When did the village of Goose Creek become the village of Lincoln?

Letter written in 1843 addressed to Samuel M. Janney “Purcells Store” Courtesy of Swarthmore Friends Historical Library (A0011100_04a)

On July 3, 1865 a post office was opened in newly named Lincoln, Virginia. Prior to that date there was no place in Loudoun County called “Lincoln,” and residents living near the Goose Creek meetinghouse would have to pick up their mail addressed and delivered to nearby locations. Often that meant their mail was sent to a store/post office called “Purcell’s Store” which served a bustling community a couple of miles away. Prior to July 1865, for example, mail to Samuel M. Janney and his family members was addressed to “Purcells Store” as shown in the above letter.

National Archive records show 19th century Loudoun County post offices being set up, moved, or closed. The page below has several bits of information for Nest of Abolitionists, including the Circleville post office (fifth down on the list from the top) run by William Brown, husband of Lydia Neal Janney Brown, closes on July 2, 1887. Then, fifth from the bottom, Lincoln is listed:

old virginia post office records
5th from the bottom, Lincoln’s first post master is shown to have been Rodney Davis. Courtesy National Archives, Washington, D.C.
old post offices and post masters listed by town name
Loudoun County Virginia Post Offices page 5 of list, showing “Lincoln” post office dates with post masters. There was never a “Goose Creek” post office listing. Courtesy of Thomas Balch Library, Leesburg, VA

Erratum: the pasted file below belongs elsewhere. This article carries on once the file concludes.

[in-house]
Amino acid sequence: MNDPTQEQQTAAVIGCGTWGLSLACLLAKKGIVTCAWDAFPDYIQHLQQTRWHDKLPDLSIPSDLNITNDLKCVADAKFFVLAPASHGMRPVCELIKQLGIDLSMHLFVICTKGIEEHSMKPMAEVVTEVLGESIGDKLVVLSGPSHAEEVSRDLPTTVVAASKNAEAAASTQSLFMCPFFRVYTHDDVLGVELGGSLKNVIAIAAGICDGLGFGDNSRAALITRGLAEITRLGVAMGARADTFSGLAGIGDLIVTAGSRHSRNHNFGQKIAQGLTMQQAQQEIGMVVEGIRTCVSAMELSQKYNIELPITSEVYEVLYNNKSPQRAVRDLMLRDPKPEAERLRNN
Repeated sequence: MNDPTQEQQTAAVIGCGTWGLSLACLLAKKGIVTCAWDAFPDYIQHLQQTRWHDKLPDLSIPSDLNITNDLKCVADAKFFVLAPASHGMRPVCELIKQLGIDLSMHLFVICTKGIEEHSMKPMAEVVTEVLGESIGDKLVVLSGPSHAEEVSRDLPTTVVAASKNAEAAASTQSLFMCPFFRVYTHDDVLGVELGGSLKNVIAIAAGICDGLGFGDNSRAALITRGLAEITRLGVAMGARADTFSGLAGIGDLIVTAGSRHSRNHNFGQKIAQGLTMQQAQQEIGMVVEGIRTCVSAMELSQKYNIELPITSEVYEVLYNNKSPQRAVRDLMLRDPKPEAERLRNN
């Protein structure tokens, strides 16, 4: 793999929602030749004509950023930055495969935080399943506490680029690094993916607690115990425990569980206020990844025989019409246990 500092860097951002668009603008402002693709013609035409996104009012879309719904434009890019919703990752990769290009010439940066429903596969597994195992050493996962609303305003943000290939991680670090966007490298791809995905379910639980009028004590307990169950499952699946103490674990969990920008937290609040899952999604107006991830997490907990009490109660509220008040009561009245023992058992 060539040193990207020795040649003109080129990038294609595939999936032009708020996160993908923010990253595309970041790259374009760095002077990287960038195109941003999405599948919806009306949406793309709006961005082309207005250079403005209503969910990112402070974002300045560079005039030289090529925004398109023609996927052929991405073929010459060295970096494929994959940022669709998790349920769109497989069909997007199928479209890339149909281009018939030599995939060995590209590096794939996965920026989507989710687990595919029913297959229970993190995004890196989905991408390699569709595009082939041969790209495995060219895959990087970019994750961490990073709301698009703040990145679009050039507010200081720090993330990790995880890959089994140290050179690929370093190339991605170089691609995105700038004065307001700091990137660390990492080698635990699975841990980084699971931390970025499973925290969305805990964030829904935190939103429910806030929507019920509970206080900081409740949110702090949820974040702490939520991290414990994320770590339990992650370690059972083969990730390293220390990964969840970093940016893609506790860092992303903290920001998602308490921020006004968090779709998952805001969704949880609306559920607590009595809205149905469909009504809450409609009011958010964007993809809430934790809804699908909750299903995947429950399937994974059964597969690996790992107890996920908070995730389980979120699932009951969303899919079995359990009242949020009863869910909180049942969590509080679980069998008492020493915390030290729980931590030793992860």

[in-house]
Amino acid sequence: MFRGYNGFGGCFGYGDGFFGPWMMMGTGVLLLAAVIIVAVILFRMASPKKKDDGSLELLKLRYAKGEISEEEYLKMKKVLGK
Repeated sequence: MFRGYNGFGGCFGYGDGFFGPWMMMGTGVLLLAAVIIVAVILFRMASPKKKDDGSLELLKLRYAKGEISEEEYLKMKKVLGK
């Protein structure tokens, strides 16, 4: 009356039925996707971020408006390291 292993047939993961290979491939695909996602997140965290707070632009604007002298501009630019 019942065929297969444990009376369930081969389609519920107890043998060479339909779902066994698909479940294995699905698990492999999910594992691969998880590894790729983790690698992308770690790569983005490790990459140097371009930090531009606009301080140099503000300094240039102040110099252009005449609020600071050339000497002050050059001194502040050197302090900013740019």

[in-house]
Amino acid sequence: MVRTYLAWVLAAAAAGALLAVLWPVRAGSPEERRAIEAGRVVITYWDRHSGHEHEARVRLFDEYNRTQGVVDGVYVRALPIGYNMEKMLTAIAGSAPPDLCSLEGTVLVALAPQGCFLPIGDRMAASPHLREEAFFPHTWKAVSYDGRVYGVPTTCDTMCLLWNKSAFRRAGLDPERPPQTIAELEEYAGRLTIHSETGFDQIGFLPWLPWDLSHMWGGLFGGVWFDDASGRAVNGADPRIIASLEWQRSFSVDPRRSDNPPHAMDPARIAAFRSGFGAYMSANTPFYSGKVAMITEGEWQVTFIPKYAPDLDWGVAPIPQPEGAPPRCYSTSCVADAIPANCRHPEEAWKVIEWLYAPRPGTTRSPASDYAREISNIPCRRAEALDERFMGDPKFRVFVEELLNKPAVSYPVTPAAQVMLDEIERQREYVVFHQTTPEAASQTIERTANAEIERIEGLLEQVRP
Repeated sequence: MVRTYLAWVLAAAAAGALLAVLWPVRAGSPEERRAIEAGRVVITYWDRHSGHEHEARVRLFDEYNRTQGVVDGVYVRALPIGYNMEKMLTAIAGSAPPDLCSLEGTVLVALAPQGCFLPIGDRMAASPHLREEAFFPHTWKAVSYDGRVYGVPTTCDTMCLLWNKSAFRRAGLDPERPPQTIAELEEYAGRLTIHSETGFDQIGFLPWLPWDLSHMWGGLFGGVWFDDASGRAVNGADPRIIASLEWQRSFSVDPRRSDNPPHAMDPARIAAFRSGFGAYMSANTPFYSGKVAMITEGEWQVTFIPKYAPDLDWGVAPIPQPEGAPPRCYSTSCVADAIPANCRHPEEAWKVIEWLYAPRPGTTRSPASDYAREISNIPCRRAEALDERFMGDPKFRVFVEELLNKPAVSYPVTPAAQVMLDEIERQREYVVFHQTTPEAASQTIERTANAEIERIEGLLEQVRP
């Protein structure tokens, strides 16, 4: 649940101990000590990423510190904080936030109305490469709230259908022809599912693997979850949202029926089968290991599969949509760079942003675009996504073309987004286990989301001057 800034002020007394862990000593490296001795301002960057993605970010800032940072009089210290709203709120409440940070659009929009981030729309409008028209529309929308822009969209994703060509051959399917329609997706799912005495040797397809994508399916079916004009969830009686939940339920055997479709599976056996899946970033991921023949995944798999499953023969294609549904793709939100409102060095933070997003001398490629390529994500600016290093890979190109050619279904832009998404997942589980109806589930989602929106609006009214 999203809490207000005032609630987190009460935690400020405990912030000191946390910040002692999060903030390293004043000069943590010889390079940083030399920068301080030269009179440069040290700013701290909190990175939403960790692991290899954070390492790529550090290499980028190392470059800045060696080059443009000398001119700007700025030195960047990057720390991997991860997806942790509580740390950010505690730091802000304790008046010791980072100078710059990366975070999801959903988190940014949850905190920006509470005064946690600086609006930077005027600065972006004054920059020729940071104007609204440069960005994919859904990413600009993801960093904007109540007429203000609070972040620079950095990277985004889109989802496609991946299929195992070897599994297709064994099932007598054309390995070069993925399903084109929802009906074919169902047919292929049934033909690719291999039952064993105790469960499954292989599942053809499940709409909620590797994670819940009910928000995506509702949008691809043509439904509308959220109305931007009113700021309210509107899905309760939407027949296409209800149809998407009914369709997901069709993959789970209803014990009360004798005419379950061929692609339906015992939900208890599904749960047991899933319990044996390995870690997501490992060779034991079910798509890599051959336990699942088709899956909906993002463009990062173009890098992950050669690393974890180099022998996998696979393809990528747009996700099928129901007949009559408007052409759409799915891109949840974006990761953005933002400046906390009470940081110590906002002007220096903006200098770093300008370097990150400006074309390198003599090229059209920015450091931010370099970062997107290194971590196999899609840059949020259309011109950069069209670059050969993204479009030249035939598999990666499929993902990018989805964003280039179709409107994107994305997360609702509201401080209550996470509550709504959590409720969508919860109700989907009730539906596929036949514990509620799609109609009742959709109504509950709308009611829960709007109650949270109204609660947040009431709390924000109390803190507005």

virginia quaker meeting minutes
Rodney Davis, Lincoln post master, also served at the burial ground caretaker for Goose Creek Meeting. His post office was next door to the meetinghouse, and very near the burial ground, so this was a sensible occupation and way for him to earn a little extra income. Goose Creek Meeting minutes Courtesy Ancestry.com

Rodney Davis, a Quaker in good standing, was Lincoln’s first post master. It must have been a convenience for the community to finally have mail delivered nearby, during a time when all travel was either by foot or by horse. The Civil War years had been especially disruptive. The U.S. Federal government stopped delivering mail in southern states. Below is the closing section of a letter sent shortly after the war’s end in April 1865 by Yardley Taylor to Federal appointed Virginia governor Francis Pierpont. Taylor ends by giving his mailing address as Point of Rocks, Maryland, 17 miles away.

In Yardley Taylor’s June 1865 letter to Federal appointed Virginia Governor Pierpont he writes at the bottom line of the last page: “Yardley Taylor My address Point of Rocks Md” Courtesy Library of Virginia

The group of homes around Goose Creek Meeting became identified as Lincoln, once they had their post office with that name. Several other places within the South were given the name “Lincoln” in honor of the martyred President, such as Lincoln Parish in northern Louisiana. However, those names were designated by Union occupation forces at the end of the Civil War. As far as I can tell, the little Quaker community of Loudoun County is the only place in the former Confederacy where citizens voluntarily named their town after the U.S. President Abraham Lincoln.

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